Ur posts are exemplary, loved the underlined statements and also the thoughts that we are talking about characters who lived in 1500s and its time we stop treating them as one of us in modern times.

Absolutely  adore u for the Green and Yellow Jodha symbolisms and the way u defend Jalal:--- WOW!!!

I thoroughly enjoyed yday's episode and u have made it all the more wonderful.

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Re: Jodha Akbar 75: Realism at long last

Post by sashashyam on 2013-10-01, 14:24

Thank you so much, Pallavi dear. I too wish I  could do it the same night but  that then takes me past 2 am. One post takes 3 full hours to type and fine tune. My eyes cannot take such late nights. Even doing these in the mornings is getting to be very  time consuming, and I just do not have so much time on a daily  basis. Let us see how long I can stay the course. I would like it if you could comment on the IF threads as well, if it is not too much to ask.Shyamala Auntypollyanna wrote:Aunty, to be very honest, i really wanted to read u last night itself, i so wished that ur post was up for reads during bedtime like earlier. It was a fabulous episode and I knew even u would be sharing my feelings :) 

Ur posts are exemplary, loved the underlined statements and also the thoughts that we are talking about characters who lived in 1500s and its time we stop treating them as one of us in modern times.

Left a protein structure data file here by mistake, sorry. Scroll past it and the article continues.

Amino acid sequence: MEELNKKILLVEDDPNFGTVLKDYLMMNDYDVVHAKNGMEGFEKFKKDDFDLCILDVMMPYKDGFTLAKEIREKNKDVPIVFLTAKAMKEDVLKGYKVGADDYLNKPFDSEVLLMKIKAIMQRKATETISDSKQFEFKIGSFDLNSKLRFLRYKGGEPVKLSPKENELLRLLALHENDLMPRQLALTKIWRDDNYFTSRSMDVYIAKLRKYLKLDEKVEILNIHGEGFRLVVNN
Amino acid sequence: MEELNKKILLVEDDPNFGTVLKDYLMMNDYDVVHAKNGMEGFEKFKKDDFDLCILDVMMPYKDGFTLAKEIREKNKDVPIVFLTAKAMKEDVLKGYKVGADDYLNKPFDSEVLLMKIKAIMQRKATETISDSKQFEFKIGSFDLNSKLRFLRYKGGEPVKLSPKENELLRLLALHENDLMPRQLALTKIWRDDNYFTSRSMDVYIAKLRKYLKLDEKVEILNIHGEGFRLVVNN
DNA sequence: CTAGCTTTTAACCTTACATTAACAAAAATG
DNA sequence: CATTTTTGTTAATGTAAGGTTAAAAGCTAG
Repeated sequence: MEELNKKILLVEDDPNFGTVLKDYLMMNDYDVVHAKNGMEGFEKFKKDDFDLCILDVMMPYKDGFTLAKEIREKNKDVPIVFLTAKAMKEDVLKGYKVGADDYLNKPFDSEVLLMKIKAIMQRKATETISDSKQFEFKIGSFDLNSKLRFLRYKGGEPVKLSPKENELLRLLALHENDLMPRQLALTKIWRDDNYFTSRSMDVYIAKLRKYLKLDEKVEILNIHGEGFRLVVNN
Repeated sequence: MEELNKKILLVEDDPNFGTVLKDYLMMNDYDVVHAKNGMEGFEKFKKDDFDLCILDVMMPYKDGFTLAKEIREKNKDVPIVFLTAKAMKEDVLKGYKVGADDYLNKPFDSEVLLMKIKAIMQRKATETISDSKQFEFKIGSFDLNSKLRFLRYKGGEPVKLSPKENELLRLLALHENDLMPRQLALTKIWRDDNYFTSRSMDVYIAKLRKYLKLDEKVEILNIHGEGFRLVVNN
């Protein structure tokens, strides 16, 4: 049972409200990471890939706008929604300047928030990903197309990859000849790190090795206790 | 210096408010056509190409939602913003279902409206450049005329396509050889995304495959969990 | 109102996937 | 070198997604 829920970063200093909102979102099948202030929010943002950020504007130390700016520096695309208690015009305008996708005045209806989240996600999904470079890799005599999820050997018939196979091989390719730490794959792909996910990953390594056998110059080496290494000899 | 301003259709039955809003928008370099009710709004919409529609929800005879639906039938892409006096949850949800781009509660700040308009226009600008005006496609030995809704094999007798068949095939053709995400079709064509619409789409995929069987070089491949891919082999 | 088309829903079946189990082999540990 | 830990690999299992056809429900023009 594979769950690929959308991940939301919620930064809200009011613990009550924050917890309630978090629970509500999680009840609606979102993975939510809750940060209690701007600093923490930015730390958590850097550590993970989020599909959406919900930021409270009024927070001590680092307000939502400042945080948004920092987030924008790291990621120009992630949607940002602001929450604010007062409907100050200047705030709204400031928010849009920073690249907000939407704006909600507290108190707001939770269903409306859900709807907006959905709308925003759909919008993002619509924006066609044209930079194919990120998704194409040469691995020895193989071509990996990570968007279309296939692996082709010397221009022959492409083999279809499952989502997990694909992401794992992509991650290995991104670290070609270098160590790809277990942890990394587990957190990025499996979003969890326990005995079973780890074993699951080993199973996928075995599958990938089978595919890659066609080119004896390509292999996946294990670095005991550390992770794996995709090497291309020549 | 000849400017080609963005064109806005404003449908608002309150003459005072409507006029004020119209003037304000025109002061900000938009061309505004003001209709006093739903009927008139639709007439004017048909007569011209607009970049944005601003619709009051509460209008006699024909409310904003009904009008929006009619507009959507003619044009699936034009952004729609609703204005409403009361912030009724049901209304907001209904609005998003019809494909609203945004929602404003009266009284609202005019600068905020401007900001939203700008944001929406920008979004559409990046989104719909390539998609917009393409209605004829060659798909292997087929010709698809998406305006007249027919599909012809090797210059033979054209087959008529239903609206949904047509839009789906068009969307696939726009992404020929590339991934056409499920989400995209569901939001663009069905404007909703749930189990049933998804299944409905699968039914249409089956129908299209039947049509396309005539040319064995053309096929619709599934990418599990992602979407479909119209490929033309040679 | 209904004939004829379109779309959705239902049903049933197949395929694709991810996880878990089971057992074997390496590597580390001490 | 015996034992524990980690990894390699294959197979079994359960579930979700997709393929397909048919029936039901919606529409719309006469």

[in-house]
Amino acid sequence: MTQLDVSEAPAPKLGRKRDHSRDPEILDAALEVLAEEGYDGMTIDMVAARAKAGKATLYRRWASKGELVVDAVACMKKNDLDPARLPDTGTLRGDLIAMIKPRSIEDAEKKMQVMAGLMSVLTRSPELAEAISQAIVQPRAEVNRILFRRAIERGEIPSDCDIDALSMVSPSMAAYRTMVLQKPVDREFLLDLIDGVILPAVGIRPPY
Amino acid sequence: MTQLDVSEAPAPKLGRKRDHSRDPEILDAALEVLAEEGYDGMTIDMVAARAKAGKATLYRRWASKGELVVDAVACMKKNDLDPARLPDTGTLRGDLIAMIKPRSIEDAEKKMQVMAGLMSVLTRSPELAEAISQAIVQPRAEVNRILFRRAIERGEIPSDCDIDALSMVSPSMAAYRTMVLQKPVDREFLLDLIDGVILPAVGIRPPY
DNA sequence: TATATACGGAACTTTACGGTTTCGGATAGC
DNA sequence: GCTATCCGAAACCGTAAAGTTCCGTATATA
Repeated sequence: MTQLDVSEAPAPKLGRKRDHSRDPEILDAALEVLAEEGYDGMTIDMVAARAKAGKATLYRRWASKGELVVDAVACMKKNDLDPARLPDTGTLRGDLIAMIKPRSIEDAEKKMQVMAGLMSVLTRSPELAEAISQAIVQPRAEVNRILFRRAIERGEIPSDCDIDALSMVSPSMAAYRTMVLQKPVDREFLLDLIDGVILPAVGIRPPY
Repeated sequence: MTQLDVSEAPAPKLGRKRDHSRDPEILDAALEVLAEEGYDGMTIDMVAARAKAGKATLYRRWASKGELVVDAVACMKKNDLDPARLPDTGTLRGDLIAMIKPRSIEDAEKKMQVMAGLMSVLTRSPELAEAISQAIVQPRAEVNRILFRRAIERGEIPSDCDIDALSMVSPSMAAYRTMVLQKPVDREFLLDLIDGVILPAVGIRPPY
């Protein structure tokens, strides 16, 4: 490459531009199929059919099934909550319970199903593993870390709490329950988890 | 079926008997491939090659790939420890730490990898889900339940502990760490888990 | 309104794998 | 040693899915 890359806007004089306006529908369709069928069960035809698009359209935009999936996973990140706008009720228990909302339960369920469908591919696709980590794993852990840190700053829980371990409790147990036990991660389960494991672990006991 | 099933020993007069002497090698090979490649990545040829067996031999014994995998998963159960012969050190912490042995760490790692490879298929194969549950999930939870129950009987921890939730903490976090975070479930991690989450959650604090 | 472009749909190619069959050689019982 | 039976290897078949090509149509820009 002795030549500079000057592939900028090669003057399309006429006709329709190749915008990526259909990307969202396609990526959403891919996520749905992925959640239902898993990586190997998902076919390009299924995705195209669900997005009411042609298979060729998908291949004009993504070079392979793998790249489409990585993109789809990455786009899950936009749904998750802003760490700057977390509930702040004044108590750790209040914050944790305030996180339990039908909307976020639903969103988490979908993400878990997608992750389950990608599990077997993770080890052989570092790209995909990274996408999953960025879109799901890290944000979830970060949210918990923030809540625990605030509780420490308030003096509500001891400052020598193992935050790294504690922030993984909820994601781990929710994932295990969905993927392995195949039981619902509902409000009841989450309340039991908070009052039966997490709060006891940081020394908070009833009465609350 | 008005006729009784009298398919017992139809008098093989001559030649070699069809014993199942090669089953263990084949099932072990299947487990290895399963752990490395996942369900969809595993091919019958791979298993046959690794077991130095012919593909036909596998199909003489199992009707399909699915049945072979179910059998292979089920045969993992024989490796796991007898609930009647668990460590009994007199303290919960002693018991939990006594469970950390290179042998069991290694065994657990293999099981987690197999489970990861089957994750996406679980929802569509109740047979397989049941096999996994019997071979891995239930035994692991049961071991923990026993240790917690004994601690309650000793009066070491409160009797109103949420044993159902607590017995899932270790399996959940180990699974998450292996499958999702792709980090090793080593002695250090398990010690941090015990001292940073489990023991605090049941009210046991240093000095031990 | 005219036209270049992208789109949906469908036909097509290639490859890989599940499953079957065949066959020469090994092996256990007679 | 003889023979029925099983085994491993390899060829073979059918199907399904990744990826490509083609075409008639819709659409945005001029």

Absolutely  adore u for the Green and Yellow Jodha symbolisms and the way u defend Jalal:--- WOW!!!

I thoroughly enjoyed yday's episode and u have made it all the more wonderful.

sashashyam
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Re: Jodha Akbar 75: Realism at long last

Post by sonia1 on 2013-10-01, 20:08

Beautifully written post Thumbsup  
I have read other posts too and you write so beautifully. :) 

Loved the Green Jodha / Yellow Jodha part :lol!:

And thank you for pointing out that this matter was not up for discussion in Diwan-e-khaas.


Will look out for your next take.

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Re: Jodha Akbar 75: Realism at long last

Post by sashashyam on 2013-10-01, 23:24

Thank you so much, Sonia!Shyamala B.Cowsiksonia1 wrote:Beautifully written post Thumbsup  
I have read other posts too and you write so beautifully. :) 

Loved the Green Jodha / Yellow Jodha part :lol!:

And thank you for pointing out that this matter was not up for discussion in Diwan-e-khaas.


Will look out for your next take.

sashashyam
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Re: Jodha Akbar 75: Realism at long last

Post by --sumana13-- on 2013-10-02, 14:29

Awesome post Shyamala ... Loved this detailed explanation of every character's point of views ....
Thumbsup 

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Re: Jodha Akbar 75: Realism at long last